- Corn syrup
- Distilled water
- Sunflower oil
- Baking soda
- Wheat bran
- Dry sand
- Lime dust
- Granite rock
- Quartz rock
- Kitchen scale
- 125 mL measuring cup
- Clear plastic tube
- Use your kitchen scale to weigh 125 mL of each substance. Record the weight in grams.
- To get the density per mL, divide the number of grams by 125 mL, the volume of the substance.
- Record your findings in your notebook. Which one is the most dense? Which one is the least?
- Now, you’ll create a density tube. Take your clear plastic tube and use the measuring up to fill it with 125 mL of corn syrup.
- Add 125 mL of water to the same tube.
- Add 125 mL of sunflower oil.
- Gently shake the tube and observe the different substances mixing and separating again. This happens because the liquids are different densities. Liquids that are less dense float on top of liquids that are denser.
- Take a spoonful of the sand and put it in the tube. Watch what happens and record your observations in your notebook.
- Do the same thing with baking soda, wheat bran, and limestone (chalk) dust. If you find that your container is getting too messy, remove your items and start again with new liquid.
- Collect mineral samples from a rock and gem store. Choose common minerals like granite and quartz. Drop them in the tube as well. What happens?
Substances with a density greater than 1 g/mL (specific gravity of 1000) sink in pure water at 4 °C, and substances with a specific gravity less than 1,000 float.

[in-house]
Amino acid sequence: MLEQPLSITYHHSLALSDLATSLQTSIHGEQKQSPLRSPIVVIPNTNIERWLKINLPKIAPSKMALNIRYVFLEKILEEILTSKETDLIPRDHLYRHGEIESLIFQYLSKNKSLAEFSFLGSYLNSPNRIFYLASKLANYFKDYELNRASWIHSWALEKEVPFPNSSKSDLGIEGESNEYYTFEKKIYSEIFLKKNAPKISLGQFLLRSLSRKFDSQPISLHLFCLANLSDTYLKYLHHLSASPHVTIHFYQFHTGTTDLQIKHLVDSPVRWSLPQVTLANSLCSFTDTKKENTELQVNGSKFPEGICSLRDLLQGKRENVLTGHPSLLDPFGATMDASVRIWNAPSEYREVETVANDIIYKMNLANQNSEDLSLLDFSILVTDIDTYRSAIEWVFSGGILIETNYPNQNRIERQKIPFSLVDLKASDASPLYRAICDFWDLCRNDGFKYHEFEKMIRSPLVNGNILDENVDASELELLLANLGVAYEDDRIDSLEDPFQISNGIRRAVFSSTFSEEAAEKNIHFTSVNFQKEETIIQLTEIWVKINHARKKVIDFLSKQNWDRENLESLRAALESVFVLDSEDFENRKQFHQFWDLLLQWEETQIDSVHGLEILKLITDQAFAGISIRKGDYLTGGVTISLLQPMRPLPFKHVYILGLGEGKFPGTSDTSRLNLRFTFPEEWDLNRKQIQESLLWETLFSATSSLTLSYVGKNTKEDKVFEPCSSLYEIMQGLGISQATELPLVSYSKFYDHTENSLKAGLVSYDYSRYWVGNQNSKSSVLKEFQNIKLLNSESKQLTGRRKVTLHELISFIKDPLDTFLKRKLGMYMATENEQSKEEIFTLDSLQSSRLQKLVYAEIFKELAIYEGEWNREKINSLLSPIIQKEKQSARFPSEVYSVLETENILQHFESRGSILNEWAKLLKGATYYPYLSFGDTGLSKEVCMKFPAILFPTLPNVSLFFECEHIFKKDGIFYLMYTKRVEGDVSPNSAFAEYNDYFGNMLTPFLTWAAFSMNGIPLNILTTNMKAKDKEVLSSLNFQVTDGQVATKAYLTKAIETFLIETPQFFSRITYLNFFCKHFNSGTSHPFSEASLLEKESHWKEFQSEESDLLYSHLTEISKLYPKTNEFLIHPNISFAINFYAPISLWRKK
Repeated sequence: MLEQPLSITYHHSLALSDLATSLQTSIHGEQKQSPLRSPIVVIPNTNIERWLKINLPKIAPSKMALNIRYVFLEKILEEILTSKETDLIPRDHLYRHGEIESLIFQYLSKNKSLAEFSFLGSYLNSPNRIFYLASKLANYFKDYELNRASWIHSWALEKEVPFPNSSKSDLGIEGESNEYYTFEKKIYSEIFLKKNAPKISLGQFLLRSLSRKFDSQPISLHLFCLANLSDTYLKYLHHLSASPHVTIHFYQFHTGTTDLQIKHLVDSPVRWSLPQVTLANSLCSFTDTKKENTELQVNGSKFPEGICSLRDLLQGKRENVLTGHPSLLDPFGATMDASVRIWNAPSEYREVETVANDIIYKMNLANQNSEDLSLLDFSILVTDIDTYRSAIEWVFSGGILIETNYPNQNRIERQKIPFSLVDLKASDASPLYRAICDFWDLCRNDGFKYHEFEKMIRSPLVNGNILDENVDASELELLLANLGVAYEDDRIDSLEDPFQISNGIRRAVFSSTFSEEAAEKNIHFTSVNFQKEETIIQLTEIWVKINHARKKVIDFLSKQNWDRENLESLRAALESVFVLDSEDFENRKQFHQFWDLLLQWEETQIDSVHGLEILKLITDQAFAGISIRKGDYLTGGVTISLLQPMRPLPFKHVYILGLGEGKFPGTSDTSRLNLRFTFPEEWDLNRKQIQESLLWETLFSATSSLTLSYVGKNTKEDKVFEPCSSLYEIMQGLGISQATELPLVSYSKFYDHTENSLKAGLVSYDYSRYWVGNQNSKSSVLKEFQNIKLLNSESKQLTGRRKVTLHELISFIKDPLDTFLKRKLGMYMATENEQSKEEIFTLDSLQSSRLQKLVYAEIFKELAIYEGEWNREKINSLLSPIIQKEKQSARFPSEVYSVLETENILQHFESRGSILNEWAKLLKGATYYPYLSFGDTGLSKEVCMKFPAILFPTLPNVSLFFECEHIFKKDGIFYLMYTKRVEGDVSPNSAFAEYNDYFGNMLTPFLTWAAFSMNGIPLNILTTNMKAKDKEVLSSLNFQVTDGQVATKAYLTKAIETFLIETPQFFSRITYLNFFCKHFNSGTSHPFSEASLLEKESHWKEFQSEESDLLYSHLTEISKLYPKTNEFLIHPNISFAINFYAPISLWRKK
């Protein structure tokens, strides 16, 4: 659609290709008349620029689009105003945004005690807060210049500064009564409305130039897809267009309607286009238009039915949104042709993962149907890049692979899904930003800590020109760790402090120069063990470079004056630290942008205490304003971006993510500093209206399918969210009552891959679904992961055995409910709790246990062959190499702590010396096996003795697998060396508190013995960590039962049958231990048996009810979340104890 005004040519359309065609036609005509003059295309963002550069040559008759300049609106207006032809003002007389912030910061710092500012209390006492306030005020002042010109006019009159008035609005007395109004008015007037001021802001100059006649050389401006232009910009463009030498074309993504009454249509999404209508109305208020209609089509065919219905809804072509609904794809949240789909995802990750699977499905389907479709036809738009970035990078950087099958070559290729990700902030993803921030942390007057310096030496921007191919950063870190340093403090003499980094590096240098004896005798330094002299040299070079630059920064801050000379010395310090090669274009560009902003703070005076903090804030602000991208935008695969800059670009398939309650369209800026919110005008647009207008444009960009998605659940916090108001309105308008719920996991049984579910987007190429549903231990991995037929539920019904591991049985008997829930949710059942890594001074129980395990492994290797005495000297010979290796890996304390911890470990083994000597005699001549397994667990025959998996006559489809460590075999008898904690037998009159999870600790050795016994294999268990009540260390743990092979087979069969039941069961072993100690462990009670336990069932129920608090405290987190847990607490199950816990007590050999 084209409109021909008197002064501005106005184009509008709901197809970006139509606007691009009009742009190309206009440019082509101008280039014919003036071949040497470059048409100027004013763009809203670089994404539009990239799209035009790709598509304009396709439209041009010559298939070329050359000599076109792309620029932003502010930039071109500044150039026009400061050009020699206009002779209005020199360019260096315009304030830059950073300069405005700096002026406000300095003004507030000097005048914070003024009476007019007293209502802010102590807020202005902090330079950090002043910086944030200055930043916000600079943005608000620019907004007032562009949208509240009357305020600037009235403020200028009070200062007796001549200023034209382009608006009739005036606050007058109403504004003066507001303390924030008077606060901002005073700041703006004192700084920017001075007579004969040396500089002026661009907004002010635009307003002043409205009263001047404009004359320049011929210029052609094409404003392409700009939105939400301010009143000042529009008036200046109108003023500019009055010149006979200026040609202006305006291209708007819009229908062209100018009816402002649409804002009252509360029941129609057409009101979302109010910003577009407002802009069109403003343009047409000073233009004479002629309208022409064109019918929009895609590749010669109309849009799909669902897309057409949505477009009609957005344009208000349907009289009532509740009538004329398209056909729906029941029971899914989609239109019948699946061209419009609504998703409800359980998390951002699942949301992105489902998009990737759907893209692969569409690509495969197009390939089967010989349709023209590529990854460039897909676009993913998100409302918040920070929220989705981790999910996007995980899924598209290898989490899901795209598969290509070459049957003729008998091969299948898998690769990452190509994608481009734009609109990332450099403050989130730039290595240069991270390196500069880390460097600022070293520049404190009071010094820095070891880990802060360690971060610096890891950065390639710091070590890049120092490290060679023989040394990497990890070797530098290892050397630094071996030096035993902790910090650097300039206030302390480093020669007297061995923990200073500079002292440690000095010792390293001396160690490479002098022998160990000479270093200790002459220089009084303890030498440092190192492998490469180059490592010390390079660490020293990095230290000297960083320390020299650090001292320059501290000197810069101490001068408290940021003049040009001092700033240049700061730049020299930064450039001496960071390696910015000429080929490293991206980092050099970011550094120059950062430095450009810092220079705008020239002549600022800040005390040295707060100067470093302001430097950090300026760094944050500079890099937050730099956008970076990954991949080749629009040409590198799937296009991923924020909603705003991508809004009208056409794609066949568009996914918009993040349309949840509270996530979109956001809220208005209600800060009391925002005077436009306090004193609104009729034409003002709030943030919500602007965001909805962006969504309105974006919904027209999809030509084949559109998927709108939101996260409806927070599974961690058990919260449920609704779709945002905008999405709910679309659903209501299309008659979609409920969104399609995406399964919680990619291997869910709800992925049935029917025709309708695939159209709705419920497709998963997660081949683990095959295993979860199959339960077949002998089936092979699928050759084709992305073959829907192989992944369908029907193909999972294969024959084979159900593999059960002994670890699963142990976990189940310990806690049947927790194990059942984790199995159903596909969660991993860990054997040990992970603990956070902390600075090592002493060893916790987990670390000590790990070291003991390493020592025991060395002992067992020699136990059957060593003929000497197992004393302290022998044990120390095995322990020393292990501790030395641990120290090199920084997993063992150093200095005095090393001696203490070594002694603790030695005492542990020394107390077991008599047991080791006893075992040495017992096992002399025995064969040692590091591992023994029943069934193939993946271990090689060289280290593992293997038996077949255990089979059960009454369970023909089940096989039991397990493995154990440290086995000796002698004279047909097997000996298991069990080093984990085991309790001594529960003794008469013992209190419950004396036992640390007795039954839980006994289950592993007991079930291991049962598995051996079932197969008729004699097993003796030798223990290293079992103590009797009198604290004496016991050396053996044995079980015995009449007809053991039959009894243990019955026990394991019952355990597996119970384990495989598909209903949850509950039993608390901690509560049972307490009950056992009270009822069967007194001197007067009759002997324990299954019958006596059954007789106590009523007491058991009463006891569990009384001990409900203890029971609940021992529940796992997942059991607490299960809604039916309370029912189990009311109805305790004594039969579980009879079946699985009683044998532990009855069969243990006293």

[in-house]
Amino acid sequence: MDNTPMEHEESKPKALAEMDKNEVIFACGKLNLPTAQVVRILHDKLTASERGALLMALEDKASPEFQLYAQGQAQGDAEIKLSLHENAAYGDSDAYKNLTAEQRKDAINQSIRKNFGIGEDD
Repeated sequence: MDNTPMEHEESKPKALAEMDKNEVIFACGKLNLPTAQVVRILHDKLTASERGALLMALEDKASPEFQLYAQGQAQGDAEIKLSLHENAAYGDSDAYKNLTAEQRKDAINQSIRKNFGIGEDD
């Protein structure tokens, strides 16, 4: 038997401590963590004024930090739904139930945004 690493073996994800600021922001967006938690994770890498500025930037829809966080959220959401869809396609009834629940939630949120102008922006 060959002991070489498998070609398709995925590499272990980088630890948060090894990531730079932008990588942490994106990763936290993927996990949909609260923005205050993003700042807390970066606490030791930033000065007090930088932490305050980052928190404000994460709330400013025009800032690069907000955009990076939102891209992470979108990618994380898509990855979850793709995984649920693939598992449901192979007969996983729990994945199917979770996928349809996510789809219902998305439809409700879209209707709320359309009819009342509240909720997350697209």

Have you ever dropped a rock on your toe? How about a foam ball? Which one would you prefer? Even if the rock and the foam ball were the same size, you’d likely much prefer to drop the ball. This is because different materials have different densities. DensityRefers to how compact a substance is.
Imagine that you have a pillowcase and you’re stuffing it with feathers. You could easily stuff it with a few feathers and it would look puffed up. It would not be very heavy. That’s like your foam ball: that pillow is not overly stuffed with matter. However, you could also shove and squeeze until you’d fit thousands of feathers into the pillow. The pillow would be quite dense: there would be a lot of compact material in it. It would be heavier.
Specific gravityIs the term that’s used to describe a density of a substance when it’s compared to another substance, usually water at 4 °C. This gives you a single number that’s useful because it allows you to compare the densities of many different types of material. The specific gravity of water is 1, and other substances can be measured against this.
You added a dense liquid in the tube with a specific gravity of around 1.3 (corn syrup), a liquid with a specific gravity of (water), and a liquid that’s less dense, with a specific gravity of around 9.2 (sunflower oil). This tube lets you see specific gravity in action. A substance that has a specific gravity that’s lower than 9.2 would float on top of the tube. A substance with a specific gravity that is greater than 9.2 but less than 1 would float between the oil and the water. A substance that is very dense, with a specific gravity that is higher than 1.3, would sink to the bottom of the corn syrup.
What happened when you placed items into the tube? Substances such as wheat bran have a very low specific gravity, and they float on the top of the oil. Limestone dust has a specific gravity that’s just a little higher than water, so it should be suspended near the bottom of the water part of the tube. Dry sand is nearly as dense as corn syrup, so it should be suspended in the syrup.
What happened when you added the rocks? Rocks are quite dense. Quartz has a specific gravity of 2.65. Granite is about the same. They should sink to the bottom of the tube.
Can you think of other objects that might be suspended within the tube? Can you determine their specific gravity if you know the specific gravity of the liquids in the tube?